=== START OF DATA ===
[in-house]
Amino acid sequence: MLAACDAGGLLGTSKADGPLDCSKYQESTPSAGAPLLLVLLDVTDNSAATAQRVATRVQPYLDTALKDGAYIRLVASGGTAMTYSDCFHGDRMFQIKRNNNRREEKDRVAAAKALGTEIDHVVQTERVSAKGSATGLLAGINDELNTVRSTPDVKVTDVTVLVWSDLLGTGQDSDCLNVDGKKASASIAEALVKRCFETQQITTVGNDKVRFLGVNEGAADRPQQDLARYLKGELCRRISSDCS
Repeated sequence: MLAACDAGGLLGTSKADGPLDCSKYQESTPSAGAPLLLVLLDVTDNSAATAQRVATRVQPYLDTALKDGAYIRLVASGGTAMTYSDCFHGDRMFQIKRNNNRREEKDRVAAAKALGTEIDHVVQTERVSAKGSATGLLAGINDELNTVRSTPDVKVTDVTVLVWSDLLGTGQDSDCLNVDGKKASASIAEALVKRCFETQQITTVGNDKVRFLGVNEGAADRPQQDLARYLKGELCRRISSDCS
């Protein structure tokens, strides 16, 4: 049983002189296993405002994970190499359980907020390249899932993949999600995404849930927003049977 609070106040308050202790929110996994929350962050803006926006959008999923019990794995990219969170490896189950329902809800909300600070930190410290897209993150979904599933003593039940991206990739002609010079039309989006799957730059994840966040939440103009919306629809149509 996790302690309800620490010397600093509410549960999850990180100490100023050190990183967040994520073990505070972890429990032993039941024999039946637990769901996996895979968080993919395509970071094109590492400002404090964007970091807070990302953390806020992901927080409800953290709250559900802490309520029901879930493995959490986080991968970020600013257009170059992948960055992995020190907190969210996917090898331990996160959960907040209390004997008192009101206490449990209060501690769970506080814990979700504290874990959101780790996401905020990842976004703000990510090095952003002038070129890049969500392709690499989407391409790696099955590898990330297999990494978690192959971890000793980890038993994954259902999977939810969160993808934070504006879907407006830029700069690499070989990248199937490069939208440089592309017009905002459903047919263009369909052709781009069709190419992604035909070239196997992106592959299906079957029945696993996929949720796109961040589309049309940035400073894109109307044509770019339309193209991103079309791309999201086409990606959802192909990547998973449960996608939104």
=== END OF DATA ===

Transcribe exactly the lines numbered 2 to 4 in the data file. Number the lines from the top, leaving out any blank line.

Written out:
Amino acid sequence: MLAACDAGGLLGTSKADGPLDCSKYQESTPSAGAPLLLVLLDVTDNSAATAQRVATRVQPYLDTALKDGAYIRLVASGGTAMTYSDCFHGDRMFQIKRNNNRREEKDRVAAAKALGTEIDHVVQTERVSAKGSATGLLAGINDELNTVRSTPDVKVTDVTVLVWSDLLGTGQDSDCLNVDGKKASASIAEALVKRCFETQQITTVGNDKVRFLGVNEGAADRPQQDLARYLKGELCRRISSDCS
Repeated sequence: MLAACDAGGLLGTSKADGPLDCSKYQESTPSAGAPLLLVLLDVTDNSAATAQRVATRVQPYLDTALKDGAYIRLVASGGTAMTYSDCFHGDRMFQIKRNNNRREEKDRVAAAKALGTEIDHVVQTERVSAKGSATGLLAGINDELNTVRSTPDVKVTDVTVLVWSDLLGTGQDSDCLNVDGKKASASIAEALVKRCFETQQITTVGNDKVRFLGVNEGAADRPQQDLARYLKGELCRRISSDCS
């Protein structure tokens, strides 16, 4: 049983002189296993405002994970190499359980907020390249899932993949999600995404849930927003049977 609070106040308050202790929110996994929350962050803006926006959008999923019990794995990219969170490896189950329902809800909300600070930190410290897209993150979904599933003593039940991206990739002609010079039309989006799957730059994840966040939440103009919306629809149509 996790302690309800620490010397600093509410549960999850990180100490100023050190990183967040994520073990505070972890429990032993039941024999039946637990769901996996895979968080993919395509970071094109590492400002404090964007970091807070990302953390806020992901927080409800953290709250559900802490309520029901879930493995959490986080991968970020600013257009170059992948960055992995020190907190969210996917090898331990996160959960907040209390004997008192009101206490449990209060501690769970506080814990979700504290874990959101780790996401905020990842976004703000990510090095952003002038070129890049969500392709690499989407391409790696099955590898990330297999990494978690192959971890000793980890038993994954259902999977939810969160993808934070504006879907407006830029700069690499070989990248199937490069939208440089592309017009905002459903047919263009369909052709781009069709190419992604035909070239196997992106592959299906079957029945696993996929949720796109961040589309049309940035400073894109109307044509770019339309193209991103079309791309999201086409990606959802192909990547998973449960996608939104």